Hungary wants to approve up to 400 overtime annually by law. Thousands protested against the plans. Because the opportunity to refuse, most of the employees do not have, according to the unions.
In the Hungarian capital of Budapest, thousands of people took to the streets against a planned law that significantly increases the number of extraordinary hours possible in the year.
So far, the limit of overtime hours allowed in the year is 250. But on Monday Parliament wants to approve an amendment that gives the worker the right to oblige his employees to work at least 250 extraordinary hours in the year. More hours beyond normal working hours, up to the 400 limit, must therefore be discussed with the employee. In Germany, each employee spent an average of 54 extraordinary hours in 2017 – for the whole year.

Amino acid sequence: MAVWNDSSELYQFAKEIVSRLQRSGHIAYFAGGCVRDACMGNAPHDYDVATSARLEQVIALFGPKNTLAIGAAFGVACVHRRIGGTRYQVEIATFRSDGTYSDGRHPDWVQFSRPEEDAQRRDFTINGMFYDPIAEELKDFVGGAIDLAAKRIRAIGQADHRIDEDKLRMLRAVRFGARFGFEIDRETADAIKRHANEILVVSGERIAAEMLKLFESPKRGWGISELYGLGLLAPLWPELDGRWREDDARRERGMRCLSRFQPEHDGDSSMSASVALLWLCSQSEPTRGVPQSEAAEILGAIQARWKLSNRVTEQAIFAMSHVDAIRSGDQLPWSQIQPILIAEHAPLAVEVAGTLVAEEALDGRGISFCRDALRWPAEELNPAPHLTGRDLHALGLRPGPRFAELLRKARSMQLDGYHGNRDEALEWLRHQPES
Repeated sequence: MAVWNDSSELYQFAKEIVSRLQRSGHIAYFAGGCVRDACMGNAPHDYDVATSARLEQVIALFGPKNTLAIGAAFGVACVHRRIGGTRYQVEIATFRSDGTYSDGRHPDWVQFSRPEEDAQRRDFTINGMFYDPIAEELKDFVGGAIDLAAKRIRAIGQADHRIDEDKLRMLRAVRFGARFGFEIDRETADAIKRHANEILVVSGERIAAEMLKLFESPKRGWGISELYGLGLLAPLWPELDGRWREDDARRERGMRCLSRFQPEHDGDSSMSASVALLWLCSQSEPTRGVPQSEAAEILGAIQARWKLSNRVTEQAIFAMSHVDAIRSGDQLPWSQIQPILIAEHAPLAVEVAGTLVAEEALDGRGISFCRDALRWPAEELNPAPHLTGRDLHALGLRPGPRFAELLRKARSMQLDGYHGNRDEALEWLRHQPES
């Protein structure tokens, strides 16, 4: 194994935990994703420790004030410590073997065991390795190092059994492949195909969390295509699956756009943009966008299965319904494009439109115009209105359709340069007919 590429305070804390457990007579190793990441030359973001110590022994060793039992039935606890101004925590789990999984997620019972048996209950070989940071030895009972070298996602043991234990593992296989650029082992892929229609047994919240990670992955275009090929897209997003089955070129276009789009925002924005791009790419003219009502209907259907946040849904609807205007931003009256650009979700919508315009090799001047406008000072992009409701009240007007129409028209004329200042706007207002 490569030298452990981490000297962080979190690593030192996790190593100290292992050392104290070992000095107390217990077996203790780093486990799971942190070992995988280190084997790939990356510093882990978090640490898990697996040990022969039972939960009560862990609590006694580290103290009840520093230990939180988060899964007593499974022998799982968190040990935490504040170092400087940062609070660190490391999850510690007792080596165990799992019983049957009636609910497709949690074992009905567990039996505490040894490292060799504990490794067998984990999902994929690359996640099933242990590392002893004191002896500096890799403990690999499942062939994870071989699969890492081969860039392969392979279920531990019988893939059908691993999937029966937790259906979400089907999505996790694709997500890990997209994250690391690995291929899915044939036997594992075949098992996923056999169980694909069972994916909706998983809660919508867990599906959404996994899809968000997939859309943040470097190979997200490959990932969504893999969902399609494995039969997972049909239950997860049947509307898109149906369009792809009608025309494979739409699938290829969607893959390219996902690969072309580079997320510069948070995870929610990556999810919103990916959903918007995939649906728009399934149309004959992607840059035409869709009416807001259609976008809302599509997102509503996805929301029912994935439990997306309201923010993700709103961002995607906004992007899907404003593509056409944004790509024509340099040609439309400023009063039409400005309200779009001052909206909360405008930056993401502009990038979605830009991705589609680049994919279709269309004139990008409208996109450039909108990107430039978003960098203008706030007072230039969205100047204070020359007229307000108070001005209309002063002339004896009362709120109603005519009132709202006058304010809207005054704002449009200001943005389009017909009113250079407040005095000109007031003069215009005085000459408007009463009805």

The remuneration can take years
If the bill is to be approved, overtime will no longer have to be compensated with money or vacation days within a year. According to the new directive, the employer could take three years to do it.
The major unions of the year have called for protest in front of the Parliament in Budapest. Laszlo Kordas, president of the Hungarian Federation of Trade Unions, said in a speech at the meeting: "In Hungary, we have the greatest weight on our shoulders, in return we get the lowest salary in Europe".
In Hungary, a minimum legal wage is in force since the beginning of 2018: according to the European Job Mobility Portal, this is 138,000 forints per month, the equivalent of around 430 euros. In comparison, in Germany, until the end of the year, a minimum legal salary of 8.84 euros applies per hour and therefore a monthly salary of around 1500 euros with 40 hours of work per week. In 2019, the credit increases to 9.19 euros per hour.
Low earnings are like coercion
The low salary in Hungary is a constraint for many workers to work overtime and for employers a lever, underlined the unions. Therefore, the impression given by the bill is incorrect, all overtime from the 250 mark would have been consulted and therefore voluntarily.
The German IG Metall solidarized with the protesters in Budapest. The alleged readiness of Hungarians to work overtime is just an indicator of unpaid wages.